Gene expression studies suggest that differential ion channel expression contributes to differences in rodent versus human neuronal physiology. We tested whether h-channels more prominently contribute to the physiological properties of human compared to mouse supragranular pyramidal neurons. Single-cell/nucleus RNA sequencing revealed ubiquitous HCN1-subunit expression in excitatory neurons in human, but not mouse, supragranular layers. Using patch-clamp recordings, we found stronger h-channel-related membrane properties in supragranular pyramidal neurons in human temporal cortex, compared to mouse supragranular pyramidal neurons in temporal association area. The magnitude of these differences depended upon cortical depth and was largest in pyramidal neurons in deep L3. Additionally, pharmacologically blocking h-channels produced a larger change in membrane properties in human compared to mouse neurons. Finally, using biophysical modeling, we provide evidence that h-channels promote the transfer of theta frequencies from dendrite-to-soma in human L3 pyramidal neurons. Thus, h-channels contribute to between-species differences in a fundamental neuronal property.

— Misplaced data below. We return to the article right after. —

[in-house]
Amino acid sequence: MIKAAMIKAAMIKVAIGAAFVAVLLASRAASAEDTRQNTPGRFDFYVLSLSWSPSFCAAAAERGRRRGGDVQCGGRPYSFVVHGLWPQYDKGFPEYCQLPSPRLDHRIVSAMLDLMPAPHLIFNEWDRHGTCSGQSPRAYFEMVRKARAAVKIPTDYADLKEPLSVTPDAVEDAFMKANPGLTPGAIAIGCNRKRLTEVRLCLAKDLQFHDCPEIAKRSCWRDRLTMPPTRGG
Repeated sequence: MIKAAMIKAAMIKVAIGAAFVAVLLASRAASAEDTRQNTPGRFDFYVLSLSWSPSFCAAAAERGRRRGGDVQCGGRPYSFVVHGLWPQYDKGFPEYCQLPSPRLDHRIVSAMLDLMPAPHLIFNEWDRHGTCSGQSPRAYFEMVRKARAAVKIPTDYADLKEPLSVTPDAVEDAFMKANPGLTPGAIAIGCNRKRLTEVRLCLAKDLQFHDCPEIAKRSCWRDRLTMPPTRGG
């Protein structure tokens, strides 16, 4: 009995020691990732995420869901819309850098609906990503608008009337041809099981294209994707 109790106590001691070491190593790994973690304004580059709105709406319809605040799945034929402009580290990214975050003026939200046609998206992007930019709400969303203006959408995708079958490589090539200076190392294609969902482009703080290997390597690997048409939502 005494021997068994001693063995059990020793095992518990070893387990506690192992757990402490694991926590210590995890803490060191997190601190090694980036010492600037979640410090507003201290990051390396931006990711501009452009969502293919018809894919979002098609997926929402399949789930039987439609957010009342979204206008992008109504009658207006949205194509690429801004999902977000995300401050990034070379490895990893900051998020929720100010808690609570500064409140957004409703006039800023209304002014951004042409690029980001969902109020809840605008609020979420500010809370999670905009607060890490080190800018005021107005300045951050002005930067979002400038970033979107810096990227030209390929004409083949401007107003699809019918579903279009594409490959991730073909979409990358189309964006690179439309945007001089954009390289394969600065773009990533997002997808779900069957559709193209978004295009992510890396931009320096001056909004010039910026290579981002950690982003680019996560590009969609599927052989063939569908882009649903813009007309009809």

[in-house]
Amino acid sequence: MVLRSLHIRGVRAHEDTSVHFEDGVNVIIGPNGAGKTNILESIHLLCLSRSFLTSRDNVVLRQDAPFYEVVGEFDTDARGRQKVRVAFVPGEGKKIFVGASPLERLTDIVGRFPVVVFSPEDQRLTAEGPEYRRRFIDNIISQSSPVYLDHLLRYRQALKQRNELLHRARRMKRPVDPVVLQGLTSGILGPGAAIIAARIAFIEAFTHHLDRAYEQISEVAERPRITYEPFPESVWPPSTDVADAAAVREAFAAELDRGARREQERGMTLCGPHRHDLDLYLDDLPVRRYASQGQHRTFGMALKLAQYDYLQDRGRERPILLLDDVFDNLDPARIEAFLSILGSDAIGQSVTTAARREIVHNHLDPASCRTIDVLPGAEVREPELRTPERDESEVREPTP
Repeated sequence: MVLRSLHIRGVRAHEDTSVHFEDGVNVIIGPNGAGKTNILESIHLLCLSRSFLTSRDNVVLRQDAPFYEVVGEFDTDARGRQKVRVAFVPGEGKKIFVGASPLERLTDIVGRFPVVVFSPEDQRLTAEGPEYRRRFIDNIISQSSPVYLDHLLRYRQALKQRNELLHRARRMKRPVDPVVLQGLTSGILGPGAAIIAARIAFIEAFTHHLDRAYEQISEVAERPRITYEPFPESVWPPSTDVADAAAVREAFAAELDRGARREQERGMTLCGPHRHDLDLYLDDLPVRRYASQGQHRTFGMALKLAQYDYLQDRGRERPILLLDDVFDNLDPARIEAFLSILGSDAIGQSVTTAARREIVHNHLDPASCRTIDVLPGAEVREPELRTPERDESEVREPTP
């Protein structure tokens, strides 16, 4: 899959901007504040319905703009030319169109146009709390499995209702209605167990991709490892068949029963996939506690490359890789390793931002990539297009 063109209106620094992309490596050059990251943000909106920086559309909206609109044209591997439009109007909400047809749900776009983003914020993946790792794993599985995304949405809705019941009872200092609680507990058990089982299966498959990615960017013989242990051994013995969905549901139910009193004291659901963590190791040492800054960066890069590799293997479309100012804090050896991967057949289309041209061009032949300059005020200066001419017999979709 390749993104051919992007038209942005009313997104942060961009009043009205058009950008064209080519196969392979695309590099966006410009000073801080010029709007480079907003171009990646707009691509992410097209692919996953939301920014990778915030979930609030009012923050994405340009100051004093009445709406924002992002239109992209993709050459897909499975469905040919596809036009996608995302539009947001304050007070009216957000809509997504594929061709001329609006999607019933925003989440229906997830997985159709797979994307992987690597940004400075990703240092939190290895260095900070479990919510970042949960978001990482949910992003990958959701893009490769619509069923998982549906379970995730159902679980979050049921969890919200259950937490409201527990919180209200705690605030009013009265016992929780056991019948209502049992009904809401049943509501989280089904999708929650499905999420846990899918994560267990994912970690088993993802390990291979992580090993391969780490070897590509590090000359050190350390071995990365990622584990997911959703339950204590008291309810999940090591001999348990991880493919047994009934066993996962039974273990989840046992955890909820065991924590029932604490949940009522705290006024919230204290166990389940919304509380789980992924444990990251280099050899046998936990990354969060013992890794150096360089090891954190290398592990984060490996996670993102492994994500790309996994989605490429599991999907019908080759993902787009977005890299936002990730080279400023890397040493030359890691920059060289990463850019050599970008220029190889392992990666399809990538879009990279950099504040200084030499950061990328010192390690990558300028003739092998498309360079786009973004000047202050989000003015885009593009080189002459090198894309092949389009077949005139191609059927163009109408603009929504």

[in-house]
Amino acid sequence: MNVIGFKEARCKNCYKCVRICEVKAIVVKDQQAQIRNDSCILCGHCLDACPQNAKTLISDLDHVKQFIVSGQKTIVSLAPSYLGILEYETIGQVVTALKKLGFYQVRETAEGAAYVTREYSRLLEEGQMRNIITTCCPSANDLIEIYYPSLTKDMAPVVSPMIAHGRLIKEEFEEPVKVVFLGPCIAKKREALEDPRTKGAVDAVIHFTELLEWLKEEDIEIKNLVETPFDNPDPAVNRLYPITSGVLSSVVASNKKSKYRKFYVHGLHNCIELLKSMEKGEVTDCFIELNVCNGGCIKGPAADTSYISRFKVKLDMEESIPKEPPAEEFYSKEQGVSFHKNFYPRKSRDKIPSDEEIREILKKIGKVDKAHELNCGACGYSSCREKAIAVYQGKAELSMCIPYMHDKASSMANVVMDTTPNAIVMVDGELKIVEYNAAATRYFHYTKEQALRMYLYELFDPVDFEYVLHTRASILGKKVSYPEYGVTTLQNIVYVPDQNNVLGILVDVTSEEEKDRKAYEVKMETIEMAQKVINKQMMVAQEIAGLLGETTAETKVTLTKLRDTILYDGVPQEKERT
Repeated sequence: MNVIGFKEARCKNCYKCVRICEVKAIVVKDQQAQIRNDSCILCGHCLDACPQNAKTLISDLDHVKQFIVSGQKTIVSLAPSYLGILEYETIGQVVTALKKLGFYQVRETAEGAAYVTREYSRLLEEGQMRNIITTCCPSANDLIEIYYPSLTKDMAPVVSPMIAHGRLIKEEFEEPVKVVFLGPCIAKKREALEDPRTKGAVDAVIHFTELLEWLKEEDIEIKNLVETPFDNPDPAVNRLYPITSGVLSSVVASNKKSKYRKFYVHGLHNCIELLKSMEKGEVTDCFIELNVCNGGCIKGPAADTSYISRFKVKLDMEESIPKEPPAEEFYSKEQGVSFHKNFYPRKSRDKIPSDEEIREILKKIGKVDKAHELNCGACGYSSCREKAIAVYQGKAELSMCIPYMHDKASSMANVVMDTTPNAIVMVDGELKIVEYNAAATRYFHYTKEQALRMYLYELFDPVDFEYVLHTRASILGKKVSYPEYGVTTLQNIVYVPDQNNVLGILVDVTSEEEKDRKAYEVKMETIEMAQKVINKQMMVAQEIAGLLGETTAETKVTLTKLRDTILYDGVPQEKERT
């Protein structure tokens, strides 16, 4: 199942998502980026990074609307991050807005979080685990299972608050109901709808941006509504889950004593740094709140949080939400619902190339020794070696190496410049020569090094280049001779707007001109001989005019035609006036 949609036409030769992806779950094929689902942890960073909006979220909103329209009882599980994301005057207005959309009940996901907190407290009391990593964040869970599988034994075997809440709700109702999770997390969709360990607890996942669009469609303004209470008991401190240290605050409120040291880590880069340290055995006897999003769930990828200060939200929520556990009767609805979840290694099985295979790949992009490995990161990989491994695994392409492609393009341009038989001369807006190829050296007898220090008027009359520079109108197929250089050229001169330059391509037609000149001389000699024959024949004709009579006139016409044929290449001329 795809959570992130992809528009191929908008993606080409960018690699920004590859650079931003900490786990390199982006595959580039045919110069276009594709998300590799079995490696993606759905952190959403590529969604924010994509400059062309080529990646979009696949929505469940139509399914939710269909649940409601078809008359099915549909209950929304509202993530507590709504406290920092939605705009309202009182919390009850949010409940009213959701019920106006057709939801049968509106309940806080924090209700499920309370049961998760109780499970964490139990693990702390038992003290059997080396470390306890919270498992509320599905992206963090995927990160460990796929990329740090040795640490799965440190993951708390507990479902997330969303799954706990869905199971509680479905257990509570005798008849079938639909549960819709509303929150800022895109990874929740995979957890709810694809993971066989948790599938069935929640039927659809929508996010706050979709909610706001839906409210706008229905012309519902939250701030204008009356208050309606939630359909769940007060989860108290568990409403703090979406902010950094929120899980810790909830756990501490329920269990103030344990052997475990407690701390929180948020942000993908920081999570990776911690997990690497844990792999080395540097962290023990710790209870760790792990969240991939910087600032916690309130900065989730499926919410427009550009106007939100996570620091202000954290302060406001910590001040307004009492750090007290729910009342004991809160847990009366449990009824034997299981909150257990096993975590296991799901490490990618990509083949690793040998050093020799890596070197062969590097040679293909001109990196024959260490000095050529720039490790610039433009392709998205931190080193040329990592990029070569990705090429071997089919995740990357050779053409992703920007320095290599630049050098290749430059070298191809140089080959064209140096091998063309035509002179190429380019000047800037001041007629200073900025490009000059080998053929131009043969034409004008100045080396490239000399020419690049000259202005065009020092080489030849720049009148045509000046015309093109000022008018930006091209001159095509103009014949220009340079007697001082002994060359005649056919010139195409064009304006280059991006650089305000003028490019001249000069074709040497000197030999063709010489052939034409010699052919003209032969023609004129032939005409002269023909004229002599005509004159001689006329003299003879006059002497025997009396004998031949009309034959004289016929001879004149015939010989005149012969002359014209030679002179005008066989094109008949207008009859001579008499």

Keywords: Human; gene expression; h-channel; intrinsic membrane properties; mouse; neuron model; oscillations; patch-clamp physiology; pyramidal neuron.
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